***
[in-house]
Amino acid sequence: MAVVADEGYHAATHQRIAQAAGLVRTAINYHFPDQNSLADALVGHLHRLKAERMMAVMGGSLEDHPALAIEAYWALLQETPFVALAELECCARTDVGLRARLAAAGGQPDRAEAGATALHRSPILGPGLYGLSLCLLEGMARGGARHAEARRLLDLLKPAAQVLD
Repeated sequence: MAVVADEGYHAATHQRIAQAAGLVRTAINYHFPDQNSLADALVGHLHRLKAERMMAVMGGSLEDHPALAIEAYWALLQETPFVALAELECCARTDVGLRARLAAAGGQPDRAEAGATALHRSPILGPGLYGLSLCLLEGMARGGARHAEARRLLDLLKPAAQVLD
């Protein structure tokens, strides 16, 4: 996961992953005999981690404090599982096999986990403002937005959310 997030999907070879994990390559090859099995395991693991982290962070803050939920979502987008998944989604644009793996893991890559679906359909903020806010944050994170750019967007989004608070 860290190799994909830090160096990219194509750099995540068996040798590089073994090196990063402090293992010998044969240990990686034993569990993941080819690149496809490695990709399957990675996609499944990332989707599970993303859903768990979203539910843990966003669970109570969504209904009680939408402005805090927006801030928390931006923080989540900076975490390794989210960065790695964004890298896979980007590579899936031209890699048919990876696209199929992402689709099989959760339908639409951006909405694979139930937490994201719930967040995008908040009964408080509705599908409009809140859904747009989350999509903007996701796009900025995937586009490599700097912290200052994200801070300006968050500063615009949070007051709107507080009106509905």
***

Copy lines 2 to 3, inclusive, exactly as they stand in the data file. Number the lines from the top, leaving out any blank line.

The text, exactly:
Amino acid sequence: MAVVADEGYHAATHQRIAQAAGLVRTAINYHFPDQNSLADALVGHLHRLKAERMMAVMGGSLEDHPALAIEAYWALLQETPFVALAELECCARTDVGLRARLAAAGGQPDRAEAGATALHRSPILGPGLYGLSLCLLEGMARGGARHAEARRLLDLLKPAAQVLD
Repeated sequence: MAVVADEGYHAATHQRIAQAAGLVRTAINYHFPDQNSLADALVGHLHRLKAERMMAVMGGSLEDHPALAIEAYWALLQETPFVALAELECCARTDVGLRARLAAAGGQPDRAEAGATALHRSPILGPGLYGLSLCLLEGMARGGARHAEARRLLDLLKPAAQVLD